You might think that Federal Housing Administration (FHA) Loans are only available to first-time homebuyers. Or that they’re only used by low-income individuals or those with bad credit. Although FHA Loans are most commonly used by these demographics, they don’t make up the full story.
More often than not, buyers, sellers, and real estate agents ignore FHA Loans due to the common misconceptions regarding who they’re for and how they should be used. The reality is that FHA Loans offer some of the most flexible guidelines in the industry, making it possible for a greater pool of individuals to be able to buy a home.
But before we dive into the benefits of FHA loans, the different types of FHA Loans, and the qualification standards, let’s discuss the Federal Housing Administration.
What is the FHA and What is a FHA Loan?
FHA stands for Federal Housing Administration, and they’re a branch of the United States Department of Housing and Urban Development. The FHA was created as part of the National Housing Act of 1934 in an attempt to make homeownership more affordable in the wake of the Great Depression and the Dust Bowl Drought.
An FHA Loan is a home mortgage that’s insured by the Federal Housing Administration and issued by an approved bank or lender. These loans come with lower down payment and credit score requirements than most conventional loans, hence why they are so popular with first-time homebuyers.
How to Qualify for a FHA Loan
There are a few benchmarks that borrowers need to meet to qualify for an FHA Loan. While these minimum requirements exist, they may vary depending on the lender. You can find some of the basic guidelines below:
Minimum Credit Score: 500
Down Payment: 3.5% with a credit score of 580+; 10% for a credit score of 500-579.
Gift assistance can apply for FHA loan down payments, but they must be well-documented with donor contact information, their relationship to the borrower, the amount of the gift, and guarantees that the gift assistance will not have to be repaid by the borrower to the donor.
Property Approval: The property must be appraised by an FHA-approved appraiser and must meet livability and safety standards.
Loan Terms: 15 or 30 years
Debt-to-Income Ratio: Total monthly debt payments must be less than 56% of monthly gross income.
Types of FHA Loans
Now that you’re up to speed on some of the qualification requirements, let’s dive into the different types of FHA loans:
Traditional Mortgage 203(b)
This is the type of loan that most people are referencing when they discuss FHA loans. These loans require a 10% down payment for individuals with a credit score of 500-579 and as little as 3.5% for scores greater than 580. A traditional loan can only be used on properties that will be used as the borrower’s primary residence, and the borrower must occupy the property within 60 days of closing. Several types of homes and fixed & adjustable rates are eligible.
FHA 203(k) Loan
Flipping a house can be a great way to secure your dream home without breaking the bank. With an FHA 203(k) loan, you can buy or refinance a home which needs work and consolidate the renovation costs into the mortgage. There are some strict guidelines for what sorts of repairs qualify for this loan; if you’re curious about the options, myself or a member of my team will be more than happy to talk through them with you.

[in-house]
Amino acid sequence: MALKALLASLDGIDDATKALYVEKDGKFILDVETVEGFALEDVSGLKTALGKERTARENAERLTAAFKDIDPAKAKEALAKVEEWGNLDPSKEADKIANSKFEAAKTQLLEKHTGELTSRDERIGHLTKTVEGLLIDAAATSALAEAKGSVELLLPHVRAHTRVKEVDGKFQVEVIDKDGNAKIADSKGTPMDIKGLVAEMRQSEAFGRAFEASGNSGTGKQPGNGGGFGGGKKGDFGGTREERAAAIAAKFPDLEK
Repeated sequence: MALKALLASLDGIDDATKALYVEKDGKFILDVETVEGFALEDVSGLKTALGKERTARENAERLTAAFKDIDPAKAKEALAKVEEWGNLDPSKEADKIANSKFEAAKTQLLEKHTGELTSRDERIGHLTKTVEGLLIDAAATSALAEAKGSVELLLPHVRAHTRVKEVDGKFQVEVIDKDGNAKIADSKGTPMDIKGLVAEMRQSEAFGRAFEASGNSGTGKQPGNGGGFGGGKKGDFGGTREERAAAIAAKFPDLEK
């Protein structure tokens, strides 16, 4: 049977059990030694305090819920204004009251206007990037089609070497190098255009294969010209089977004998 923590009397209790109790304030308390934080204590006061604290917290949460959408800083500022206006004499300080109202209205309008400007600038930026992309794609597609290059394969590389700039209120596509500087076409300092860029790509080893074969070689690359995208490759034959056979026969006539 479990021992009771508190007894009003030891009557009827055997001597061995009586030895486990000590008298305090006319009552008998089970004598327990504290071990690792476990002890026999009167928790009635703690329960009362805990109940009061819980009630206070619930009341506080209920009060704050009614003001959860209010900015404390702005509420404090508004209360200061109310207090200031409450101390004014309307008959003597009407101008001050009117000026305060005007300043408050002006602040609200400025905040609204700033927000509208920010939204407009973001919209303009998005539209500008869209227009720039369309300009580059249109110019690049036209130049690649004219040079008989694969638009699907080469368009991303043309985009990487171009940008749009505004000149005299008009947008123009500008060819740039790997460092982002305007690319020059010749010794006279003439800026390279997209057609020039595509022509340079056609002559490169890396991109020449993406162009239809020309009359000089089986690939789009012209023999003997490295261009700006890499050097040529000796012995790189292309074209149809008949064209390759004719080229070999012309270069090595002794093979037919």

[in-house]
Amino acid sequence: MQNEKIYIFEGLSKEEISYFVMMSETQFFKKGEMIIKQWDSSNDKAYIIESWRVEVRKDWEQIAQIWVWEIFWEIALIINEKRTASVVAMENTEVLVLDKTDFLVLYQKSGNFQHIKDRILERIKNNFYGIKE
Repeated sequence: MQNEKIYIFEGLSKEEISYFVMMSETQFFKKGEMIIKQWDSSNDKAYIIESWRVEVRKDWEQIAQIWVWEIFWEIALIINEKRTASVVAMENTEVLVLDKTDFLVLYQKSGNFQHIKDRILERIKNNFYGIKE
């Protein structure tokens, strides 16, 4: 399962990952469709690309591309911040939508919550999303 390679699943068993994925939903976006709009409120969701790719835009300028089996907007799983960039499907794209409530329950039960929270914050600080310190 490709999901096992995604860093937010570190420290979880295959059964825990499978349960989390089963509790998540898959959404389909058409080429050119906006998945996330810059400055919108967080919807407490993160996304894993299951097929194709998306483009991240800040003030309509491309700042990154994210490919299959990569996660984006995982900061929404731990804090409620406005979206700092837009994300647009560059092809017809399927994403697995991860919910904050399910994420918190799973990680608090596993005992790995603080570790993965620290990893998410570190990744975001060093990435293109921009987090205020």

Section 245(a) Loan
Typically, individuals’ income increases over time. A Section 245(a) Loan—also known as a Growing Equity Mortgage—has a low initial monthly payment that gradually increases over time.
Pros and Cons of FHA Loans
Advantages of FHA Loans
Flexible qualification guidelines make it easier for individuals to buy a home.
Qualifying down payments as low as 3.5%.
There is a wide range of property types which qualify for an FHA loan. Individuals could potentially buy a 2-to-4-unit property, live in one of the units, and rent out the others for extra income.
Historically, FHA loans offer better fixed interest rates when compared with other loan types. However, as with all other mortgages, factors like current market conditions, as well as a borrower’s income, credit score, down payment, the amount they plan to borrow, and the loan term will affect the qualifying mortgage rate.
Drawbacks to FHA Loans
FHA mortgage insurance lasts the full term of the loan for borrowers with a down payment less than 10%.
Properties must meet strict health & safety standards set by the FHA.
Can only be used to purchase primary residences. Second homes and investment properties do not qualify.
Restrictive loan maximums create a ceiling for qualifying properties and areas.
FHA vs. Conventional Loan
Now that we’ve broken down what an FHA loan is and how to qualify for one, let’s touch on how it differs from a conventional loan. As previously mentioned, FHA loans are backed and insured by the Federal Housing Administration—a government agency—and conventional loans are not. Where the two loans differ mostly are the qualification standards.
Generally, where FHA loans allow a minimum credit score of 500, a conventional loan typically bottoms out at 620 (though some borrowers with a credit score in the low-to-mid 600s may find that a FHA loan costs less per month). FHA loans allow borrowers to put as little as a 3.5% down payment while conventional loans get as low as 3% for certain borrowers.
It’s important to mention that neither of these loans are generally better than the other. When buying a home, remember that everyone’s situation is different and that these different home loan options exist to best cater to each borrower’s unique needs.
Is an FHA Loan Right For You?
At the end of the day, everyone’s situation is unique when it comes to buying a home. That’s why it’s important to keep an open mind when you’re shopping for your home loan. If you’re interested in learning more about whether or not an FHA loan is right for your situation, feel free to contact a member of my team!